Polar bears are much older than we thought

Polar bears are specialised for life in the Arctic. Image: Shutterstock

Polar bears have actually been around for five times longer than previous studies suggested.

Polar bears diverged from their closest relatives approximately 600,000 years ago, according to an international study. The findings from the study published in Science suggest the species is about five times older than scientists previously thought.

Other studies have mainly focused on mitochondrial DNA (mtDNA), which only comprises a small portion of the entire genome and suggested that polar bears evolved from a type of northern brown bear 150,000 years ago.

“Our study does show that, contrary to what was thought earlier, the last common ancestor of brown and polar bears lived a long time ago, 600,000 years,” lead author Dr Frank Hailer from the German Biodiversity and Climate Centre said.

Hailer and his colleagues examined DNA from the nuclear genome to see whether it told the same story as mtDNA. “The nuclear genome carries a huge array of genetic material — for us evolutionary biologists, this is like opening a new book,” he said.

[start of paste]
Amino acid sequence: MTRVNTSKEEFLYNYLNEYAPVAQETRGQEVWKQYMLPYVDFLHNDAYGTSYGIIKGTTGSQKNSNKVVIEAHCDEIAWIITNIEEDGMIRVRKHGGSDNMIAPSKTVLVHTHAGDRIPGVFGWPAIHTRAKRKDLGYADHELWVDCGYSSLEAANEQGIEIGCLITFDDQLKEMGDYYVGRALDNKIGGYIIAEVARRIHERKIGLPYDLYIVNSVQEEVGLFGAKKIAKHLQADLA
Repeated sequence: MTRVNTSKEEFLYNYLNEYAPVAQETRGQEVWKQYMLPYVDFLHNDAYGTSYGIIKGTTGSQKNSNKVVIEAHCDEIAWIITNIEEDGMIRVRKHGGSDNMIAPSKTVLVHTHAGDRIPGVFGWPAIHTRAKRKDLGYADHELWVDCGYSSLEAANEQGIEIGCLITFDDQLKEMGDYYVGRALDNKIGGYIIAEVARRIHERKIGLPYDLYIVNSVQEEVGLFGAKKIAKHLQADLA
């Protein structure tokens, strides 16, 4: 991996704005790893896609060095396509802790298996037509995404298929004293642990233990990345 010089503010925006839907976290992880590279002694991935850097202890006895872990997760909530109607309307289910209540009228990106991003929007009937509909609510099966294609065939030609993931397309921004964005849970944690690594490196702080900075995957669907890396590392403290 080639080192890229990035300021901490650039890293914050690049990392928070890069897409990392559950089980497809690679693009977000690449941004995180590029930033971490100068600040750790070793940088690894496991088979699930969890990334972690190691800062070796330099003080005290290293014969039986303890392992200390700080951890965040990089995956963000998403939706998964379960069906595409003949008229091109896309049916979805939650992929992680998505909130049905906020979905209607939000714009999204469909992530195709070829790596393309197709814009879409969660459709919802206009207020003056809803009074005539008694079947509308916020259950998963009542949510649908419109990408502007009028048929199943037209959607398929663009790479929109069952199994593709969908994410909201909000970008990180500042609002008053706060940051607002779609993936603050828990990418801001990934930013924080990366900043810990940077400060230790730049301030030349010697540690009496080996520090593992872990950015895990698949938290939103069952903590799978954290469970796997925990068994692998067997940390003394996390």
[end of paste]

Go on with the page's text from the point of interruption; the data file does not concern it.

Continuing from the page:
“We decided to study independently inherited genetic markers from the nuclear genome to get a novel and independent view on the evolutionary history of polar bears.”

Regions of the nuclear genome indicated that polar and brown bears are much older than previously assumed and diverged from a common ancestor. The polar bears also have less genetic diversity than the brown bears, possibly due to population reductions in the past.

The bears’ divergence coincided with a major cooling event during the Pleistocene period. “This could be coincidental, but it is tempting to relate the appearance of polar bears to this cold climate, 600,000 years ago.”

A lot of suitable land would have been available, once the polar bears adapted to living in the cold conditions. During the cooling event, the global extent of sea ice would have been much larger than it is today.

The bears would also have had more time to adapt to arctic conditions than previously assumed. By diverging earlier, polar bears would have been able to slowly adjust to the changing climate.

Consequently, they may not be able to easily adjust to rapidly changing climatic conditions.

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